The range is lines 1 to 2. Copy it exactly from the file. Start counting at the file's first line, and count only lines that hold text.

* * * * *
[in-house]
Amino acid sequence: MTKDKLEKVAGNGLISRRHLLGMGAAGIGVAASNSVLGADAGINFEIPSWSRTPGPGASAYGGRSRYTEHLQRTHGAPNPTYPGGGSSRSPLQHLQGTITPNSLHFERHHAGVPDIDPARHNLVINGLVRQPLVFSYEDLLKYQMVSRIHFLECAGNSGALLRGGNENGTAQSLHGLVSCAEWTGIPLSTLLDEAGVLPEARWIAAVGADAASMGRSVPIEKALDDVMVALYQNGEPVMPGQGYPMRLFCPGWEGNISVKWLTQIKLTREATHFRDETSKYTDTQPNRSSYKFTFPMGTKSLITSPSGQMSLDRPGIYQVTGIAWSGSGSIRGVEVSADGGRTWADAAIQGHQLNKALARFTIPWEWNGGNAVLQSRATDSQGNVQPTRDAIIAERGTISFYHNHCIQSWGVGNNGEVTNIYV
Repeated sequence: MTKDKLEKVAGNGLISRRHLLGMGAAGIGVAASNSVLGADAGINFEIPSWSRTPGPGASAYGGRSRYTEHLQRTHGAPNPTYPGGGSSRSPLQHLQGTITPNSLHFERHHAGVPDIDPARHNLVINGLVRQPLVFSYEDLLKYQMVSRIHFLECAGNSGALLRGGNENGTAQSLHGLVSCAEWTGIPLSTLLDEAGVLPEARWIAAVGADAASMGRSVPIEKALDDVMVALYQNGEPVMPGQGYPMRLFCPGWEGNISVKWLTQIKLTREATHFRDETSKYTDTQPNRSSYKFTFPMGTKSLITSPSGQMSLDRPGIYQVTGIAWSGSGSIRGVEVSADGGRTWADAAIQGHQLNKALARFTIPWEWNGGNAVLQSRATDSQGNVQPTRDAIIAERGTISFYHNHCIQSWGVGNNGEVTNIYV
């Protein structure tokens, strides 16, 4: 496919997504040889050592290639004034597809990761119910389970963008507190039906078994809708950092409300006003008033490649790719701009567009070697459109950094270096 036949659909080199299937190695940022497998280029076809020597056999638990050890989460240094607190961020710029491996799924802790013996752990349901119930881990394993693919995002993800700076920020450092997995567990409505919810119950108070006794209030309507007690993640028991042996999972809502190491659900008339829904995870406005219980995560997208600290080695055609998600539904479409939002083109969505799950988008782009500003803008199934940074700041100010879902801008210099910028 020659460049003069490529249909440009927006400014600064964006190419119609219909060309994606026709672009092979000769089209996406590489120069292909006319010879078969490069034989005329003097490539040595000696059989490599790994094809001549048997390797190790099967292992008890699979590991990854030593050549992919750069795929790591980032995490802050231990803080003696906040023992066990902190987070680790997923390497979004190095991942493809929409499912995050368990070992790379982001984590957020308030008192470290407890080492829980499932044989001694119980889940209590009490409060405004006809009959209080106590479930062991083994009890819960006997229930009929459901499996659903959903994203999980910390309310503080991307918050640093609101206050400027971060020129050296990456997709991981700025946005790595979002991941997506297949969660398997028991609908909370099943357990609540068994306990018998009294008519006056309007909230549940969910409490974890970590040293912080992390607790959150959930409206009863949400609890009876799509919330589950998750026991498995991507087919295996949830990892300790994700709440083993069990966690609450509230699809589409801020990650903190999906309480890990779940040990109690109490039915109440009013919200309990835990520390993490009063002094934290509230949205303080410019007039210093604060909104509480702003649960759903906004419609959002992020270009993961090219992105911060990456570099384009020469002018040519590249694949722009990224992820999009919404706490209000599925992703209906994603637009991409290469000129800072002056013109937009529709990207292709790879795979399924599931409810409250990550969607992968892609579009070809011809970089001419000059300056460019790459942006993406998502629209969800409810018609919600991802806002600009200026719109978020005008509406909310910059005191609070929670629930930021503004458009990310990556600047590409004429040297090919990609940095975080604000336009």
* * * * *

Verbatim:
[in-house]
Amino acid sequence: MTKDKLEKVAGNGLISRRHLLGMGAAGIGVAASNSVLGADAGINFEIPSWSRTPGPGASAYGGRSRYTEHLQRTHGAPNPTYPGGGSSRSPLQHLQGTITPNSLHFERHHAGVPDIDPARHNLVINGLVRQPLVFSYEDLLKYQMVSRIHFLECAGNSGALLRGGNENGTAQSLHGLVSCAEWTGIPLSTLLDEAGVLPEARWIAAVGADAASMGRSVPIEKALDDVMVALYQNGEPVMPGQGYPMRLFCPGWEGNISVKWLTQIKLTREATHFRDETSKYTDTQPNRSSYKFTFPMGTKSLITSPSGQMSLDRPGIYQVTGIAWSGSGSIRGVEVSADGGRTWADAAIQGHQLNKALARFTIPWEWNGGNAVLQSRATDSQGNVQPTRDAIIAERGTISFYHNHCIQSWGVGNNGEVTNIYV